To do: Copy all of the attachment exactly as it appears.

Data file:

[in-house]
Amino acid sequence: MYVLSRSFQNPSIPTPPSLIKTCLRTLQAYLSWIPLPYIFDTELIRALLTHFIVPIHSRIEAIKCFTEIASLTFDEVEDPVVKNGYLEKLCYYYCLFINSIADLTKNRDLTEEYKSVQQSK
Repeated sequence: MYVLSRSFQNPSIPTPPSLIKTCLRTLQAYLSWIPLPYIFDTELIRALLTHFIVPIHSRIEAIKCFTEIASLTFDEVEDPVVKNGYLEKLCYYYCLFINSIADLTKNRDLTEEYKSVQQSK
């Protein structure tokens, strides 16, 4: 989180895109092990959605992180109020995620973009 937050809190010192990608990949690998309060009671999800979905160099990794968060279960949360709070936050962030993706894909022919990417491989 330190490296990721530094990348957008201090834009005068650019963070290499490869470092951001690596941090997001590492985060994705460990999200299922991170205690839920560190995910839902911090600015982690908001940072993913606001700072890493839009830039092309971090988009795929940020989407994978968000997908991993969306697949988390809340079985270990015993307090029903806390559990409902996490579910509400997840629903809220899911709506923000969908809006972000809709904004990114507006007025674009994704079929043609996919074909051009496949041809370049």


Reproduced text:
[in-house]
Amino acid sequence: MYVLSRSFQNPSIPTPPSLIKTCLRTLQAYLSWIPLPYIFDTELIRALLTHFIVPIHSRIEAIKCFTEIASLTFDEVEDPVVKNGYLEKLCYYYCLFINSIADLTKNRDLTEEYKSVQQSK
Repeated sequence: MYVLSRSFQNPSIPTPPSLIKTCLRTLQAYLSWIPLPYIFDTELIRALLTHFIVPIHSRIEAIKCFTEIASLTFDEVEDPVVKNGYLEKLCYYYCLFINSIADLTKNRDLTEEYKSVQQSK
């Protein structure tokens, strides 16, 4: 989180895109092990959605992180109020995620973009 937050809190010192990608990949690998309060009671999800979905160099990794968060279960949360709070936050962030993706894909022919990417491989 330190490296990721530094990348957008201090834009005068650019963070290499490869470092951001690596941090997001590492985060994705460990999200299922991170205690839920560190995910839902911090600015982690908001940072993913606001700072890493839009830039092309971090988009795929940020989407994978968000997908991993969306697949988390809340079985270990015993307090029903806390559990409902996490579910509400997840629903809220899911709506923000969908809006972000809709904004990114507006007025674009994704079929043609996919074909051009496949041809370049």